So in that mix of defensiveness, self-doubt and common sense, I usually end up walking home down that 7th Avenue, either all the way down or far enough to pick up my locked-out couch-crasher Teddy, who is at a different bar, before completing my 3 miles and being home.
But I try on flirting that night. Complimenting, finding ways to be assertive without being intrusive, seeing opportunities to connect, making sure, as I try to with all people now, that I am looking them in the eyes confidently, with a smile or the receptiveness of listening.
Like clothes, it’s not a natural fit for me, a thing out of the past. Like clothes, I still don’t really know what I am doing, throwing on a slapdash approach, sometimes not seeing how silly I look.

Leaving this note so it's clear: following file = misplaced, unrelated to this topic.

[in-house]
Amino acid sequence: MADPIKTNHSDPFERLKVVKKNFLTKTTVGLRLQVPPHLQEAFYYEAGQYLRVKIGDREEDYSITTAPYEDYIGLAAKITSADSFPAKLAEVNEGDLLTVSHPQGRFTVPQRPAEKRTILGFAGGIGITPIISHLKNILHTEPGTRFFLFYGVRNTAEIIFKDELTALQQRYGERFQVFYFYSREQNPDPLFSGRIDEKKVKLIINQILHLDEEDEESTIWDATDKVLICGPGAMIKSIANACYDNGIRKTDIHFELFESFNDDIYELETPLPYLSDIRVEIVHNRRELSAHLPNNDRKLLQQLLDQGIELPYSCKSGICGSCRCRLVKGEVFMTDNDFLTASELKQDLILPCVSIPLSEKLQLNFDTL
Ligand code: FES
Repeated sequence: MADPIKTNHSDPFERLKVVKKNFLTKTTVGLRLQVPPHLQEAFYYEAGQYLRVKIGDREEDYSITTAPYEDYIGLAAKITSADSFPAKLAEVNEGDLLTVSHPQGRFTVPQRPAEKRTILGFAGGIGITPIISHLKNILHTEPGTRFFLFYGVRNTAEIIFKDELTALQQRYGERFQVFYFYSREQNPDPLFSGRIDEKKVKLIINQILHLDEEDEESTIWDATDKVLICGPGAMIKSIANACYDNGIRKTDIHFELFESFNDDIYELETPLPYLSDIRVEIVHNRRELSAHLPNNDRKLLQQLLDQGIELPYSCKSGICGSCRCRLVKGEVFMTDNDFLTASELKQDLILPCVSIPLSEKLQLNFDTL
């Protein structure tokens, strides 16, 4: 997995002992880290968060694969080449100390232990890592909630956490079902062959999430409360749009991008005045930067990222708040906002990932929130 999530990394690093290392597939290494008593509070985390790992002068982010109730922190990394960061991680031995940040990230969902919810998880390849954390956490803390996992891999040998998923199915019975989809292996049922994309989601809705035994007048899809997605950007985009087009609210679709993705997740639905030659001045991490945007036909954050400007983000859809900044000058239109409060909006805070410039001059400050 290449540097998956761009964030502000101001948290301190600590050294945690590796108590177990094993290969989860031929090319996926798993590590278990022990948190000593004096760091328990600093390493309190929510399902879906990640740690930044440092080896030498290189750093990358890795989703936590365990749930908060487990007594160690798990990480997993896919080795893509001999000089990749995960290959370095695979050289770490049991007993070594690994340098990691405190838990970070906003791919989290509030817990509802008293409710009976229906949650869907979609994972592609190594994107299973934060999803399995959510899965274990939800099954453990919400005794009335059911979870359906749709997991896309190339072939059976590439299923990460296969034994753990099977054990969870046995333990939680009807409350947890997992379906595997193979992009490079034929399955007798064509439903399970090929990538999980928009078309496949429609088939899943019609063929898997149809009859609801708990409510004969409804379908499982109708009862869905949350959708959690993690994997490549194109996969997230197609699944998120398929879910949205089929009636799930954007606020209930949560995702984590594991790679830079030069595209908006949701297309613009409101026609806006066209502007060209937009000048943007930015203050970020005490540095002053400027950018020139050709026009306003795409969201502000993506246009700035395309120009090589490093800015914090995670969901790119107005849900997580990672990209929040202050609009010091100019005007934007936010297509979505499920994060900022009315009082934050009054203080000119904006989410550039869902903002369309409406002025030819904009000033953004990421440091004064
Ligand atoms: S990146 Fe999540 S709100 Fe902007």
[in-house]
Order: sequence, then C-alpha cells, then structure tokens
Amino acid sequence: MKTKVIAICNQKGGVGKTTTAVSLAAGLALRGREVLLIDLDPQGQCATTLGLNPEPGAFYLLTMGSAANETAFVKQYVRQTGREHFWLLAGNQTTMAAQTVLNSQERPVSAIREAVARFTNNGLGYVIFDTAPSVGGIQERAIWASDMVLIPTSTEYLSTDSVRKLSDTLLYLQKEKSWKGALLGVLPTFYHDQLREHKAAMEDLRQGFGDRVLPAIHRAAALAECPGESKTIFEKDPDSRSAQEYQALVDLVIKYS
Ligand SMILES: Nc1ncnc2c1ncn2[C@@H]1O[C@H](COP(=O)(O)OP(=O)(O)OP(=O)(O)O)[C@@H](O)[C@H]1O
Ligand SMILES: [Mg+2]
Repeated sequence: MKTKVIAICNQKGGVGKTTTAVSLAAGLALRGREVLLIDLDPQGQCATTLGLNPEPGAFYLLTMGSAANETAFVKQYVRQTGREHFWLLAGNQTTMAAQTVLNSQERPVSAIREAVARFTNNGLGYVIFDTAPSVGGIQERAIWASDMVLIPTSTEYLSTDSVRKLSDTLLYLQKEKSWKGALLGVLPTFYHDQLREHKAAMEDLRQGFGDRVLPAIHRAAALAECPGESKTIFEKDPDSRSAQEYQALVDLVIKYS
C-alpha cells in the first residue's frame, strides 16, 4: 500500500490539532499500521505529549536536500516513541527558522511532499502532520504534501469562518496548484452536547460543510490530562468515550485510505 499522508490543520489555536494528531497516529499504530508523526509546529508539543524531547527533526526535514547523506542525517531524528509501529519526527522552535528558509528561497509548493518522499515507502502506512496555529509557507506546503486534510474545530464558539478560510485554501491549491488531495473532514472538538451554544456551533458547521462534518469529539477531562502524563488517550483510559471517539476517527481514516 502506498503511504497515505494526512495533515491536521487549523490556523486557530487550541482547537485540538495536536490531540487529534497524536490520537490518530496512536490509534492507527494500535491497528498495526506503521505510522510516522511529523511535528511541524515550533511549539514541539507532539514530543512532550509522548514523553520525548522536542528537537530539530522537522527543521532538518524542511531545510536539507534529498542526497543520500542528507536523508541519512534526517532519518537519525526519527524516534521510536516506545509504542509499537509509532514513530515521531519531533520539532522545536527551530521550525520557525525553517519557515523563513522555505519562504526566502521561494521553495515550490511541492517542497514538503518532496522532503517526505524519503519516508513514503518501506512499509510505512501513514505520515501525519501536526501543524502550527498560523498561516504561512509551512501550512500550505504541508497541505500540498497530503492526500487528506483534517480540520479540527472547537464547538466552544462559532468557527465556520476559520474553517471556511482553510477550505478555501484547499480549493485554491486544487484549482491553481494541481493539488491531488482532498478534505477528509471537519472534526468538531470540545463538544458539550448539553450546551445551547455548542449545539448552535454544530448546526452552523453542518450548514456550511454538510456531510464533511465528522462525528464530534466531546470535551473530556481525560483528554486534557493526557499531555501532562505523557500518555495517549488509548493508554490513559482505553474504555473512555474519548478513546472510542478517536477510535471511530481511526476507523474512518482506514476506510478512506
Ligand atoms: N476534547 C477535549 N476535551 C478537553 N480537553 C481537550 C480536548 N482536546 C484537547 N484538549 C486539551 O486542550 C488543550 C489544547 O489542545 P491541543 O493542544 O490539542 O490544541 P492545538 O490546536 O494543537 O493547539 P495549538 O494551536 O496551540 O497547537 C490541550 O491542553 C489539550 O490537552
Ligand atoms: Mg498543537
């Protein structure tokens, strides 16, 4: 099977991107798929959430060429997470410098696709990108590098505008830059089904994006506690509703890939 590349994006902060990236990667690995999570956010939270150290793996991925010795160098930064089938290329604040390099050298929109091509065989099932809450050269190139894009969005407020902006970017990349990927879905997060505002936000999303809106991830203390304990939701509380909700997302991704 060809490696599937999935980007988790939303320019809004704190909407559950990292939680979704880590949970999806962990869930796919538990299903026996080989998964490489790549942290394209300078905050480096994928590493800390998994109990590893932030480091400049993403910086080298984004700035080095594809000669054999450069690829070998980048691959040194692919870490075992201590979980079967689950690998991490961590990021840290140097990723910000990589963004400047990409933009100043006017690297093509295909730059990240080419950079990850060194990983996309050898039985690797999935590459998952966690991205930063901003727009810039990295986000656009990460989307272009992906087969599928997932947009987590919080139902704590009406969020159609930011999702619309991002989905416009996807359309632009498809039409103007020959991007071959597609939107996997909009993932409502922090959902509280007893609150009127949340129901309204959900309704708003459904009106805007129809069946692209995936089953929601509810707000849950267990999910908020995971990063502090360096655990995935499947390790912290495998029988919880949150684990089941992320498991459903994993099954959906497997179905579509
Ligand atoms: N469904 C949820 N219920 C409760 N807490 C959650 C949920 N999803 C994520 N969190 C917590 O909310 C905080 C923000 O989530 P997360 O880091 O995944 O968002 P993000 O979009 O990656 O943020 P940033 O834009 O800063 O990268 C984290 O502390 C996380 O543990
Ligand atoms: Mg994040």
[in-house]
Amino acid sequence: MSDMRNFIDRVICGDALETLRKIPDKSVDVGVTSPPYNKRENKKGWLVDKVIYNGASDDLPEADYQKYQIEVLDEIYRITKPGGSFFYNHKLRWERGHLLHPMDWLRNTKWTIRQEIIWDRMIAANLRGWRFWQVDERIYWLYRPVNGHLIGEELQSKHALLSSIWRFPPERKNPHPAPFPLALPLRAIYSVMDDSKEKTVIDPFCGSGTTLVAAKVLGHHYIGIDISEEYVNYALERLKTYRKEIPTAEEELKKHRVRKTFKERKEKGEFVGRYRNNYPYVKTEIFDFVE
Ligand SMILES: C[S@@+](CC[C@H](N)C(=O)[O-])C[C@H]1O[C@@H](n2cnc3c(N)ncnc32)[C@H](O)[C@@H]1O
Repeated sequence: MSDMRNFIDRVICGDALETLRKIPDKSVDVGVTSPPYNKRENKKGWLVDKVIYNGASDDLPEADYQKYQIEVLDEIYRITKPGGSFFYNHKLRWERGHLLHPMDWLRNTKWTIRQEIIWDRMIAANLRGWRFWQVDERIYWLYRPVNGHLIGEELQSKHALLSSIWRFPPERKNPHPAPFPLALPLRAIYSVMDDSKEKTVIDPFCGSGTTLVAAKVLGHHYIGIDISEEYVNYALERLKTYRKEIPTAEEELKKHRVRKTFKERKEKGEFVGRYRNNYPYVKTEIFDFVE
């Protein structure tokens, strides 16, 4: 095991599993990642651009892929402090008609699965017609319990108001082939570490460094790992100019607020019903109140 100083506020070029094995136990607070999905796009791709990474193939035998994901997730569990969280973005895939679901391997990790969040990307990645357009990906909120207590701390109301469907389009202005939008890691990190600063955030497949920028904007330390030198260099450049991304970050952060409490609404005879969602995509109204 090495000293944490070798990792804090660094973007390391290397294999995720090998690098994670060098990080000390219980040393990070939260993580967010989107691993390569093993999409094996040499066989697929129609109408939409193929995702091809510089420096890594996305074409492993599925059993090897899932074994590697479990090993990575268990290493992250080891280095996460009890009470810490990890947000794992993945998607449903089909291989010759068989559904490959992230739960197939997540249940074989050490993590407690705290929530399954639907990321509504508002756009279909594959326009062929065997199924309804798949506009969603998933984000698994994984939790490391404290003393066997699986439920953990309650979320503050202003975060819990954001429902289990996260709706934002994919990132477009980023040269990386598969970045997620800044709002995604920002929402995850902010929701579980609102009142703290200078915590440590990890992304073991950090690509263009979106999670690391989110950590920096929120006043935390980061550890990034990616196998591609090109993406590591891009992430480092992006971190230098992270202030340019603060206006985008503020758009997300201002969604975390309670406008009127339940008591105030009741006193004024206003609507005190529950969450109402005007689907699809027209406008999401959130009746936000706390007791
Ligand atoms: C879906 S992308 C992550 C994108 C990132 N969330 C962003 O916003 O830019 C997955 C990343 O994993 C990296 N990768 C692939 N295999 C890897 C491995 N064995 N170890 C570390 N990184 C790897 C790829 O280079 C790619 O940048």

But Michael Delaney pointed out to us in a class that the difference between writing a sketch and doing improvisational work (being in the moment), is that a sketch is like working with clay where it can be formed and reformed, changed and shifted before being presented. With improv though, he said, we are working in marble and every move we make, mistake or not, is visible.
I don’t know what I am doing in marble right now.
Flirting or performing, though I’ve gotten better about being okay about life.